Living With Depression

Recognizing and Treating Depression in Teens

Depression effects 15-20% of adolescents at least once. In an unfortunately high amount of these cases, depression leads to suicide. Even if you do not think that your child could ever suffer from depression, read ahead to be sure that you know what signs to look for just in case.

Prince Pheonix

Left Behind (Spring Awakening) by Prince Pheonix

Symptoms of Depression

  • Feeling sad, frustrated, and hopeless
  • Loss of pleasure in most activities
  • Disturbances in sleep, appetite, concentration, and energy

Warning Signs of Suicide

  • Efforts to put personal affairs in order
  • Direct or indirect references to suicide
  • Extreme fatigue, lack of energy, boredom
  • Decline in grades or absence from school
  • Neglect of personal appearance

Other Risk Factors of Suicide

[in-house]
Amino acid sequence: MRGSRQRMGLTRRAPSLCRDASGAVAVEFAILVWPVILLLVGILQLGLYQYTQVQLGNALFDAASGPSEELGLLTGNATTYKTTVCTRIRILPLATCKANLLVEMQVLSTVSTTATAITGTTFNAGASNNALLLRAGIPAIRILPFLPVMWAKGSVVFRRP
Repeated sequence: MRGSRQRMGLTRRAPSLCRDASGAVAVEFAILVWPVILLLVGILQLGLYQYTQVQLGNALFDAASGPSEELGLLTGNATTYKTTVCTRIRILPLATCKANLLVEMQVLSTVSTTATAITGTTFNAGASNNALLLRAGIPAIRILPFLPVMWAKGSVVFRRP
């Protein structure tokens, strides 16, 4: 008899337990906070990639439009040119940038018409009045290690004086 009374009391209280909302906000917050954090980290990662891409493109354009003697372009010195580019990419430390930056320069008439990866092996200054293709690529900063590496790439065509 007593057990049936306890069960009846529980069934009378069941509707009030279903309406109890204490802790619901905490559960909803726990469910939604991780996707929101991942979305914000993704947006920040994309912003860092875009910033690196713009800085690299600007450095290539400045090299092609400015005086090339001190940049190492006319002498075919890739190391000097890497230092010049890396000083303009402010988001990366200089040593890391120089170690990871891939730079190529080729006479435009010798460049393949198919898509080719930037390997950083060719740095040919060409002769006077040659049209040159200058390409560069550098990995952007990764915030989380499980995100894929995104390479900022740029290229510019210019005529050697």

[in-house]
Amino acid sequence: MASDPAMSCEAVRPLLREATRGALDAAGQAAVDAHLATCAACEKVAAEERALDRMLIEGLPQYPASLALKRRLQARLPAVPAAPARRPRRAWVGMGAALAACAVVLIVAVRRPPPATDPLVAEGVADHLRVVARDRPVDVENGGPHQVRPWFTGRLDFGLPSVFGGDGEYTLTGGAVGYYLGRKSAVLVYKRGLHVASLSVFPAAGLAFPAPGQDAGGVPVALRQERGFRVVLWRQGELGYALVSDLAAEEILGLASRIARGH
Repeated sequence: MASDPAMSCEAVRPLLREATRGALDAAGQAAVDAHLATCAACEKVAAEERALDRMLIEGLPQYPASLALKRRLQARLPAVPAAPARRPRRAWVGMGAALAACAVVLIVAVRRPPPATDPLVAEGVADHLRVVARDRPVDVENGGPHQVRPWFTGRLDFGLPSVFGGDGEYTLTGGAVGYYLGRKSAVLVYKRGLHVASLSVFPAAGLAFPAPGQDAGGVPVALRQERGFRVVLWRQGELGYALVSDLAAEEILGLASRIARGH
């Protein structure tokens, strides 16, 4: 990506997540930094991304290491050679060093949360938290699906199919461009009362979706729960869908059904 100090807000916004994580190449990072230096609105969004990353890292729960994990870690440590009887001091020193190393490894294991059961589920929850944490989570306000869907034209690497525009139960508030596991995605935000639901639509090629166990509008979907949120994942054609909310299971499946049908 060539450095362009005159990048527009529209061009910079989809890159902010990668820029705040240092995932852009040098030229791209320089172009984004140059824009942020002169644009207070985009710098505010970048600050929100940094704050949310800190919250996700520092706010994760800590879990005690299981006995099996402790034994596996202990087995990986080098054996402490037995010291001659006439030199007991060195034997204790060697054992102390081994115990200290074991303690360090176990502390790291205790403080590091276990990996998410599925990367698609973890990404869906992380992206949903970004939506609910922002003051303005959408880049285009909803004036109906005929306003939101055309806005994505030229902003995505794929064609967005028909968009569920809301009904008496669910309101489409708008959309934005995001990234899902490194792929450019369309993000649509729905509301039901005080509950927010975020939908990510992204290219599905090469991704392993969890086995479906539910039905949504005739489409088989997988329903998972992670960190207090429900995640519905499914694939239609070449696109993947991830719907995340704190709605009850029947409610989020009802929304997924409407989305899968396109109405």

• Psychiatric disorders are present in 90% of suicidal adolescents
  • Those who attempted suicide in the past are 60 times more likely to try again
  • Self-harm is an important predictor of future completed suicide
  • Family problems, including verbal abuse and loss of a parent to death or divorce
  • Social factors such as school exclusion and social isolation

Treatments for Depressed or Suicidal Youths

  • Antidepressants
  • Individual, family, or group therapy
  • Removal of weapons, knives, razors, scissors, and drugs from the home is crutial
If you suspect that your child is depressed, the most important thing that you can do is talk to them. For many teens, depression will pass after a short amount of time. Many parents assume that their child is simply "emotional" due to the "storm and stress" of adolescent ages, but this could be the most harmful assumption to make about your child. It never hurts to sit down with your child and talk about their feelings, but ignoring it could have the most drastic effect. If you feel like your child needs psychiatric treatment, start here: http://www.adaa.org/finding-help/treatment/low-cost-treatment.

Another option would be to have your child call 1-800-SUICIDE, a free suicide counseling system.